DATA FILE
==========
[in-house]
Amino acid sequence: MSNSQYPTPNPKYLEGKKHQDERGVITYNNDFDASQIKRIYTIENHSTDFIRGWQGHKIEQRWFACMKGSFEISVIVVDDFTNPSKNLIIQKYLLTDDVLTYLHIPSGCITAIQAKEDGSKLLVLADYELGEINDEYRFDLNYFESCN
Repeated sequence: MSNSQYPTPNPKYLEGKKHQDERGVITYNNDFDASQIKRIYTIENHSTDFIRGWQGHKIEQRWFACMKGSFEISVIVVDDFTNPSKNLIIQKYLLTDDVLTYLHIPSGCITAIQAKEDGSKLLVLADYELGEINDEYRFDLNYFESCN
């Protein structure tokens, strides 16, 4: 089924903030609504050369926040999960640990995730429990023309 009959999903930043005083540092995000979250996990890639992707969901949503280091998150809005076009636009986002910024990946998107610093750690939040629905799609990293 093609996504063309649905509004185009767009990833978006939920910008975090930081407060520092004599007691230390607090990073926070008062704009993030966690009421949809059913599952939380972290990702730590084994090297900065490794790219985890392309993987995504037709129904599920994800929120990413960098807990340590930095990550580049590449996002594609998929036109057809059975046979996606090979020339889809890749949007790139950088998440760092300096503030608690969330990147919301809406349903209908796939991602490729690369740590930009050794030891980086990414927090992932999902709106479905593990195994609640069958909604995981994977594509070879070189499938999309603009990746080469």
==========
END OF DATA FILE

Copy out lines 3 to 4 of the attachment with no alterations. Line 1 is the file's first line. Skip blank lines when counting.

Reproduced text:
Repeated sequence: MSNSQYPTPNPKYLEGKKHQDERGVITYNNDFDASQIKRIYTIENHSTDFIRGWQGHKIEQRWFACMKGSFEISVIVVDDFTNPSKNLIIQKYLLTDDVLTYLHIPSGCITAIQAKEDGSKLLVLADYELGEINDEYRFDLNYFESCN
């Protein structure tokens, strides 16, 4: 089924903030609504050369926040999960640990995730429990023309 009959999903930043005083540092995000979250996990890639992707969901949503280091998150809005076009636009986002910024990946998107610093750690939040629905799609990293 093609996504063309649905509004185009767009990833978006939920910008975090930081407060520092004599007691230390607090990073926070008062704009993030966690009421949809059913599952939380972290990702730590084994090297900065490794790219985890392309993987995504037709129904599920994800929120990413960098807990340590930095990550580049590449996002594609998929036109057809059975046979996606090979020339889809890749949007790139950088998440760092300096503030608690969330990147919301809406349903209908796939991602490729690369740590930009050794030891980086990414927090992932999902709106479905593990195994609640069958909604995981994977594509070879070189499938999309603009990746080469």